There’s nothing better than a creamy, flavorful sauce to dip just about anything into.  Some of my favorites include chimicurri (great on steaks), romesco, and the topic of this post: aioli.  Aioli is a type of mayonnaise made with garlic, lemon, and olive oil.  In Provence, it’s typically made very slowly by a little old lady with a mortar and pestle until a creamy sauce results from the emulsive powers of the egg and garlic.  In our modern world, we have the benefit of using food processors and immersion blenders to achieve a similar sauce in much less time.  I’ve made aioli many times, usually with great success, but there have been a few failures along the way.  I’ll share them with you so you don’t make the same mistakes.

Failure #1: Avoid any recipe that calls only for olive oil.  This was my first mistake.  The result will be a lovely, creamy sauce that is bitter and inedible.  Not to mention you just used about $5 in extra virgin olive oil on this mess.

Failure #2: Don’t rush.  While you don’t have to sit there for an hour like the old lady in France, you still need to take your time, especially with the first drops of oil you add.  This is where (pardon the pun) you make or break your sauce.

Failure #3: Go easy on the garlic.  One clove doesn’t sound like much (at least to me), but it is.  The flavors in garlic are fat soluble, so while it might be mild when you first taste it, the flavor gets more intense as it sits.

Failure #4:  “Oh no!  There’s not much liquid in the my bowl, so the blades of my food processor or immersion blender aren’t doing anything!  I know, I’ll add a bunch of oil to get the emulsion going.”  Nope, it won’t work.  You need to add the oil slowly or you’ll never get a thick sauce.  This almost happened to me the most recent attempt, so I opted for a whisk and it worked beautifully.  Now a bowl, whisk, and a little effort are my preferred tools for making aioli.

So with all these issues, you may ask: is it worth it?  Yes.  This is what I do to make an outstanding aioli:

Whisk together a fresh egg yolk, about a tablespoon of lemon juice, a tablespoon of canola oil (or any light oil, such as peanut), and a big pinch of salt.  Slowly add more canola oil until the sauce starts to thicken.  This step is crucial, so go drop by drop if you have to.  Once you see your sauce start to thicken up you can add the oil more quickly.  You can make the aioli as thick as you want by adding more oil, but a little bit before you get to your desired thickness, switch to extra virgin olive oil to get some good flavor.  Stir in a clove of finely minced garlic (I actually use a microplane to get a garlic paste) and add salt, pepper, and more lemon juice to taste.  It will keep for about 3 days in the fridge, assuming you don’t eat it all.  We enjoyed ours with some artichokes.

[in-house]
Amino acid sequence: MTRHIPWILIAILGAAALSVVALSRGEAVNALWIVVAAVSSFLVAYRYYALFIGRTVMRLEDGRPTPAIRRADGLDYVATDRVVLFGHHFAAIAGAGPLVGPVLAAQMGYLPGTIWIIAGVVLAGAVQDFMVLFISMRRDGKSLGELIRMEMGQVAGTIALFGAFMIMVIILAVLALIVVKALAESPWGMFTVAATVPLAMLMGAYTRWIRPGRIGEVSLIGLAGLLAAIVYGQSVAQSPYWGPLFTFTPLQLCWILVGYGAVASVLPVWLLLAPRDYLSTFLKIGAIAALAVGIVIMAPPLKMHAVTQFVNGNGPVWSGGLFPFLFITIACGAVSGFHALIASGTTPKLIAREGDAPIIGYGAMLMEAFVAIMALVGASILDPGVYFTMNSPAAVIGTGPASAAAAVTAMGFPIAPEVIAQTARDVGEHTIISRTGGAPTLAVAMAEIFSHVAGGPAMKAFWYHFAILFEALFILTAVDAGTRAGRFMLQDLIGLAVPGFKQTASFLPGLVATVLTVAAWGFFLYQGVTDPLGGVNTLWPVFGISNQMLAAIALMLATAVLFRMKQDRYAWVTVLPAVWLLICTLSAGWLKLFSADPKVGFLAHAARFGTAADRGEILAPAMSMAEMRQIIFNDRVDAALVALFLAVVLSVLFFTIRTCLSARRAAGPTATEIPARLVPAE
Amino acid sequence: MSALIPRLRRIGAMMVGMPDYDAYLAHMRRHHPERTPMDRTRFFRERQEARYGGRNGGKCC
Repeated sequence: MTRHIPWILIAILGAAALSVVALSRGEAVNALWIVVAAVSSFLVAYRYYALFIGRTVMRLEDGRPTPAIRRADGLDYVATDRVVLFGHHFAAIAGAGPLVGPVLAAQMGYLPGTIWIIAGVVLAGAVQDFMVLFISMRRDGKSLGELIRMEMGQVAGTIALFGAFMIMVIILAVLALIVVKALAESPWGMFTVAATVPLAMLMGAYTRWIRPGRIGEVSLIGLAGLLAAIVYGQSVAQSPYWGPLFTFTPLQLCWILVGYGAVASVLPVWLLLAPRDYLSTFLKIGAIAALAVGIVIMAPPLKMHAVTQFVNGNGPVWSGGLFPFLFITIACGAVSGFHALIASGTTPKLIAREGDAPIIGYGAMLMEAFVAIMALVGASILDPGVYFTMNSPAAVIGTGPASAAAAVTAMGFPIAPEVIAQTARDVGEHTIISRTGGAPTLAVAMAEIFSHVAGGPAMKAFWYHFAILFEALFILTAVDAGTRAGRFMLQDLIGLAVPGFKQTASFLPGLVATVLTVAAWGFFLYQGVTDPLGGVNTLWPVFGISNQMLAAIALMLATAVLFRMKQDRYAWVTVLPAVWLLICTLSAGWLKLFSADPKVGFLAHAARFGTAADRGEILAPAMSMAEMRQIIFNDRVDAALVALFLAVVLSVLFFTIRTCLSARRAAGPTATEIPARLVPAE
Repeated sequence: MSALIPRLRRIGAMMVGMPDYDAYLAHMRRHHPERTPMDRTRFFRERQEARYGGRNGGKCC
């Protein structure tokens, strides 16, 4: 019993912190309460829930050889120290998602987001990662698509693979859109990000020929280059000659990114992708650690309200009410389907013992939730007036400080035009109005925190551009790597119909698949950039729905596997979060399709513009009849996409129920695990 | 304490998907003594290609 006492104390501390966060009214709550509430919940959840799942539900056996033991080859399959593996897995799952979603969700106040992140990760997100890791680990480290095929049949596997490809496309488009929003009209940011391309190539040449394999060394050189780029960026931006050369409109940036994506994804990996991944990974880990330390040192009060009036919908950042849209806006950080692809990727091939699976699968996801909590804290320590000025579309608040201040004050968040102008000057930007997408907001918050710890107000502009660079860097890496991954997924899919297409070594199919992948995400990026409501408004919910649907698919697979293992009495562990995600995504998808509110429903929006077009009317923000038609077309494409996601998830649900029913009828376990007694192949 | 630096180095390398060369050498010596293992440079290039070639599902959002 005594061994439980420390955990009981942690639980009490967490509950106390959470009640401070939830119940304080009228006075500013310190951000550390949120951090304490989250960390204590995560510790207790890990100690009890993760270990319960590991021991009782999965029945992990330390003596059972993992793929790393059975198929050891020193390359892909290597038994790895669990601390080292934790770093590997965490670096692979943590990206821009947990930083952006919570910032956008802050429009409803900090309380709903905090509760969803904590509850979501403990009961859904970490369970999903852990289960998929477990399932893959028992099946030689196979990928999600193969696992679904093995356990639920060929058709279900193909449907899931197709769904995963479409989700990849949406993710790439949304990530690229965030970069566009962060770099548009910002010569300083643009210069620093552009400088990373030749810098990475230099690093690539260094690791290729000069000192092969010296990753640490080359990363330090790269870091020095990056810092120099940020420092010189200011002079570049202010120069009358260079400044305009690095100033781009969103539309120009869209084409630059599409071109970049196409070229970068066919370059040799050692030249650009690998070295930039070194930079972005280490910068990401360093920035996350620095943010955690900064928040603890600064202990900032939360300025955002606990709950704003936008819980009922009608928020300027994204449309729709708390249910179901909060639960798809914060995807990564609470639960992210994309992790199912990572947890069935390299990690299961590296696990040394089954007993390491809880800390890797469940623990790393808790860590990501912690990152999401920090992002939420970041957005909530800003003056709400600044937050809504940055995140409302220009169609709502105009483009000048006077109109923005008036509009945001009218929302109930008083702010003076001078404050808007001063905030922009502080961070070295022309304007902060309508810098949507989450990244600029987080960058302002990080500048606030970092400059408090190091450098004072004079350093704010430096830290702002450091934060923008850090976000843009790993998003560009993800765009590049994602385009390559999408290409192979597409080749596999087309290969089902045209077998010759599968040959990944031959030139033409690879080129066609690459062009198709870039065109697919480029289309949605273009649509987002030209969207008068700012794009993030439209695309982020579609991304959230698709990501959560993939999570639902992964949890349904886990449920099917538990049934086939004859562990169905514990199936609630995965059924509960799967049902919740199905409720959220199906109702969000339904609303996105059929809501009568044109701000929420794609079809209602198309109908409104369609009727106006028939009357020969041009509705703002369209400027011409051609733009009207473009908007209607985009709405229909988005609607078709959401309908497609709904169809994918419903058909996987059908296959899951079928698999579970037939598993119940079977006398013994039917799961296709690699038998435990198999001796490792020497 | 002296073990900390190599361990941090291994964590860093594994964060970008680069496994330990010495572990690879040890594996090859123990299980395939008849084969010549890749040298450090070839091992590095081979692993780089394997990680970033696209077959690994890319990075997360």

baking therapy: chocolate chiffon cake

I recently purchased the Tartine Bakery cookbook and it is wonderful! The recipes are well written and clear, the photos are beautiful and now I get to learn the secrets behind of the tasty delights from Tartine that I love so much!

For our second Thanksgiving dinner with Jordan’s parents, my parents and their neighbors, I spearheaded the dessert course armed with my new cookbook. There are so many wonderful things to choose from, but I decide to go with something relatively easy.

Chocolate Chiffon Cake with Vanilla Pastry Cream

I’ll briefly describe the recipe. Mix flour, cocoa powder, baking powder and salt. In another bowl mix egg yolks, water, and oil. In another bowl, beat egg whites until stiff. Add lemon juice and zest. Fold these three mixtures together and pour into a springform pan. Bake for about an hour in a 325 degree oven. Let cool and then unmold.

You’ll end up with a four inch tall, very impressive looking cake. I was pretty proud when that puppy came out of the oven … and didn’t collapse.

The pastry cream is like making any sort of custard. Whole milk, salt, eggs, sugar, vanilla bean, and cornstarch plus heat. Also fairly easy, but requires a great deal of attention. There is no going back from burnt milk or curdled eggs!